The responsibilities of a State Chief Administrator (SCA) are numerous and varied –managing critical state functions, providing services and support to other agencies, navigating uncertain and challenging political environments, and competing with the private sector for talent. To meet these responsibilities, SCAs must develop and execute strategies that push their agencies to perform better, seek new and innovative methods and tools to meet their goals, and develop a culture that attracts and retains high-caliber talent. In order to help SCAs meet these challenges, the National Association of State Chief Administrators (NASCA) and McKinsey & Company partnered to survey and report on key issues affecting today’s SCAs. The survey gathered information on SCAs’ agency responsibilities, changes to funding, allocation of time, strategy development, priorities, and the challenges they face. The survey probed into procurement, digitization and automation, areas of interest to many SCAs. The survey’s findings suggest how SCAs evaluate their situations, including:
Responsibilities – While some core responsibilities are common to most SCAs (e.g., real estate, procurement, finance), others are wide-ranging and differ across states, including roles like managing the state budget, process improvement and audit.
Strategic Planning – In the past 3 years, most State Chief Administrators have refreshed and extended their strategic plans to cover the next 2 to 4 years of activity. While each plan is unique, the majority focus on improving service delivery to customers, promoting ownership and accountability in performance outcomes, and supporting agency analyses and decision making.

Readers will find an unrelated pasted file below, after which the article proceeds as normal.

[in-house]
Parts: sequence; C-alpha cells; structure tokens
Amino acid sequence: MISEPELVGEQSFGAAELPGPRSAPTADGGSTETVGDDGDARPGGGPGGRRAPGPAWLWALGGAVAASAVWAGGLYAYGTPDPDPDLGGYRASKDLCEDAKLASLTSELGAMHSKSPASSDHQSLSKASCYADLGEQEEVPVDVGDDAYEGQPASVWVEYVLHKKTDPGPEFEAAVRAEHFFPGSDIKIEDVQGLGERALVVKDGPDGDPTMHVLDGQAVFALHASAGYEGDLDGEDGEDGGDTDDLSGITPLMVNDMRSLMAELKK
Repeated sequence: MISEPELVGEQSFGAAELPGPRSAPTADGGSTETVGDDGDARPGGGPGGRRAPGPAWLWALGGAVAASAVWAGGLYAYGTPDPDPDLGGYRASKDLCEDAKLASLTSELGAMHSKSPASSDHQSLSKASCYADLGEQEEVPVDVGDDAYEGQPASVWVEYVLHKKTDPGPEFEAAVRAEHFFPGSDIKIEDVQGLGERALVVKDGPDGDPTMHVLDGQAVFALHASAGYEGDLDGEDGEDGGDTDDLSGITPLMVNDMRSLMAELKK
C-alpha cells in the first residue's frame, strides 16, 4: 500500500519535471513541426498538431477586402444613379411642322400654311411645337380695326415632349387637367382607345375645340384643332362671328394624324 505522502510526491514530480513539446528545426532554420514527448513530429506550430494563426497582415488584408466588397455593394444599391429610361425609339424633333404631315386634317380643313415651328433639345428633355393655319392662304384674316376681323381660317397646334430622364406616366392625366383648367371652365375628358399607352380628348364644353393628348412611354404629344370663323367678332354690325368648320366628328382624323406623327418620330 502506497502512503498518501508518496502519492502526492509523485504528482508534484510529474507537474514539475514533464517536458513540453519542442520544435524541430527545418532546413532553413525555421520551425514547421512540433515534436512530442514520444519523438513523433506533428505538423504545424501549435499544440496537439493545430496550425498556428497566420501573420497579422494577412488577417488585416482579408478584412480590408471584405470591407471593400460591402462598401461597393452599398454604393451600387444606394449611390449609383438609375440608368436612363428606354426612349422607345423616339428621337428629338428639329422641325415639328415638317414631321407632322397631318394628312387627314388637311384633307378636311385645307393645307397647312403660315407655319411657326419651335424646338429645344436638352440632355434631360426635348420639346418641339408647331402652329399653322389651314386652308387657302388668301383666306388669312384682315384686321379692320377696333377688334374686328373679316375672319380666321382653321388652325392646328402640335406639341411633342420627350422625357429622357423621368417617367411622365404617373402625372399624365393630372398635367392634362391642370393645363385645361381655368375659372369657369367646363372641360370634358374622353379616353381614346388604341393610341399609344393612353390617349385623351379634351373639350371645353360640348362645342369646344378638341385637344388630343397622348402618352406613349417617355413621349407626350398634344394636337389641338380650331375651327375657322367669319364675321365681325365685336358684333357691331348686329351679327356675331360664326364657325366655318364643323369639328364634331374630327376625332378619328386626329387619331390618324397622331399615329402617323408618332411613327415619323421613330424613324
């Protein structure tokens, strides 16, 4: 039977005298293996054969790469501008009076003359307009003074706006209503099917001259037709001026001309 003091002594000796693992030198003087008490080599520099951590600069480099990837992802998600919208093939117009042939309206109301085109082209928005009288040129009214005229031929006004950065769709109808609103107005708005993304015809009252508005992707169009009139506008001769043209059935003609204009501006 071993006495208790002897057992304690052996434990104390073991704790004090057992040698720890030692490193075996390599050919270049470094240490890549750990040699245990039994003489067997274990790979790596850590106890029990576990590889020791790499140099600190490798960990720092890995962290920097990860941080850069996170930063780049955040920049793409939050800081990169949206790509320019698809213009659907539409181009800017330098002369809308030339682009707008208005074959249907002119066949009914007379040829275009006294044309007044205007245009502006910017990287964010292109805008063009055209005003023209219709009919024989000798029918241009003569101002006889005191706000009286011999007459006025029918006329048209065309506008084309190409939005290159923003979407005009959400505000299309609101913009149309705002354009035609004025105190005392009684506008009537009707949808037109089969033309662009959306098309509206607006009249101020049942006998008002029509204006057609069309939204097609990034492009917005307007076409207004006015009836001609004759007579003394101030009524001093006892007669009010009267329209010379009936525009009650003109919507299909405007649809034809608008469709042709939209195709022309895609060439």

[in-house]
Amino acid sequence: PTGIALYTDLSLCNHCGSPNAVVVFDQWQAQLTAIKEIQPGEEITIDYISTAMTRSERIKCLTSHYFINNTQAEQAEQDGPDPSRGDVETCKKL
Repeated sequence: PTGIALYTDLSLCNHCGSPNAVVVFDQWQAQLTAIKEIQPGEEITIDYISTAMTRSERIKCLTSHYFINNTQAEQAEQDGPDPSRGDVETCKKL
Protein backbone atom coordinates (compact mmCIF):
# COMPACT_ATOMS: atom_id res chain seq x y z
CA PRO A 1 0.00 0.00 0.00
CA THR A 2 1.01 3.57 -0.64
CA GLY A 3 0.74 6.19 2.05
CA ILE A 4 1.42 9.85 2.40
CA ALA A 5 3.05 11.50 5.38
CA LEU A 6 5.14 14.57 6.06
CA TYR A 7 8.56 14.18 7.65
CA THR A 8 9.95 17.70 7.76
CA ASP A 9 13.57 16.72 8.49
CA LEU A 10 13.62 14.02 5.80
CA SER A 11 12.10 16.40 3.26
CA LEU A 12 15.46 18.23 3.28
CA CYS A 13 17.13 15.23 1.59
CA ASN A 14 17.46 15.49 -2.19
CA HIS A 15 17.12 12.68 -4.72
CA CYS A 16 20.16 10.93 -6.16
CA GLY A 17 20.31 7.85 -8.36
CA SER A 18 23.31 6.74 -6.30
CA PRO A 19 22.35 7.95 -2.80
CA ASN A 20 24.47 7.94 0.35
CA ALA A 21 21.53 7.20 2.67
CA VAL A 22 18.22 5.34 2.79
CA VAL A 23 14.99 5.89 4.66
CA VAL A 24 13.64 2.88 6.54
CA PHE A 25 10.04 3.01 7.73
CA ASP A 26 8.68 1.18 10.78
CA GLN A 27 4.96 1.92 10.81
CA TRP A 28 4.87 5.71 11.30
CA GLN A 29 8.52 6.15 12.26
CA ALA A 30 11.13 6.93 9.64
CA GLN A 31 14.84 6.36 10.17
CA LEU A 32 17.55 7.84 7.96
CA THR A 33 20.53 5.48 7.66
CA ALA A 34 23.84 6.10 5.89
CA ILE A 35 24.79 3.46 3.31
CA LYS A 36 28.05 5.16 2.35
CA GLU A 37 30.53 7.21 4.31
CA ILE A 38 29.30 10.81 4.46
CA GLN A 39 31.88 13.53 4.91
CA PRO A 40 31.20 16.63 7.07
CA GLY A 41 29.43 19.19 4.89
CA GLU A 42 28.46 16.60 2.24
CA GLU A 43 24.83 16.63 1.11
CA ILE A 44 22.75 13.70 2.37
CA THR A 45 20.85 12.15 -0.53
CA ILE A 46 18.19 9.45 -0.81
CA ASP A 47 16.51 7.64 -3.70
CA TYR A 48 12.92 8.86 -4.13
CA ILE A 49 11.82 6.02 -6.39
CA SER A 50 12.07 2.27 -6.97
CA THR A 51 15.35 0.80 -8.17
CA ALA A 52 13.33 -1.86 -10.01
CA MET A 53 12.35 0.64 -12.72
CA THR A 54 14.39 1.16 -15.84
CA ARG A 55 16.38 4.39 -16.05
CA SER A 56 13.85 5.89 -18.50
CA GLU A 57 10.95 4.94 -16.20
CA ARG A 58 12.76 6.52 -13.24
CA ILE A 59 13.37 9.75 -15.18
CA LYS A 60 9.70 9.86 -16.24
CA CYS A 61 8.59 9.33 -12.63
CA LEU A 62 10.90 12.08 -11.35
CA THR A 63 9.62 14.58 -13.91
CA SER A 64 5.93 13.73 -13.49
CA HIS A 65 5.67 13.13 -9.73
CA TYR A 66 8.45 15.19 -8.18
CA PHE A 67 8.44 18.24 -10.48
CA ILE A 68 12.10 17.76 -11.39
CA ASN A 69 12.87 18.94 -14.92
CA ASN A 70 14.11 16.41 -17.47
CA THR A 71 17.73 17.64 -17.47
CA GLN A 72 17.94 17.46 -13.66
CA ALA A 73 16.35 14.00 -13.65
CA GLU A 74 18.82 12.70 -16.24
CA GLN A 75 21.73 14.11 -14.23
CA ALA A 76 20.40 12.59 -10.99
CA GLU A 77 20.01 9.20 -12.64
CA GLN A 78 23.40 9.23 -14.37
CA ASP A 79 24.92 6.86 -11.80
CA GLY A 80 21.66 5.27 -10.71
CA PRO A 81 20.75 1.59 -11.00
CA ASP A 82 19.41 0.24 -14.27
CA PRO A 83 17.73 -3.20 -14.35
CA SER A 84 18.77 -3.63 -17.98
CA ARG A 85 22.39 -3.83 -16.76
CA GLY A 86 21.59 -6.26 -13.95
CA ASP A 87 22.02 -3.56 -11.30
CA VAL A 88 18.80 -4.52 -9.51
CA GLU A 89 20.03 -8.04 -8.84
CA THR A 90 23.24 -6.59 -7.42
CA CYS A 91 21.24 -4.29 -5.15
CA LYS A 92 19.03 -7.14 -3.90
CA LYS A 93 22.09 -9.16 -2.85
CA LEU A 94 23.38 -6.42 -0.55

Priorities – The leading priority for most SCAs is business process redesign and improvement, especially procurement modernization. Other priorities they share include facilities management and customer experience, all of which rely on digitization and automation to improve statewide systems.
Modernizing Procurement – Most SCAs are responsible for procurement and many manage a centralized procurement process. To modernize the procurement process, the findings suggest shifting to a data-driven approach that uses a robust fact base to inform each procurement, moving beyond data collection to analysis and reporting, and distilling performance metrics to focus on key levers such as time-to-procure and standards-based versions of value.
Digitization and Automation – SCAs understand the value of digitization and automation and realize they will be essential to their agencies’ success in the next 1 to 3 years. Even so, none have implemented automation at scale and many are still exploring how to apply these technologies to specific business processes. Task automation is gaining popularity, with about 50 percent using some form of smart workflow or robotic process automation, but very few applying cognitive automation.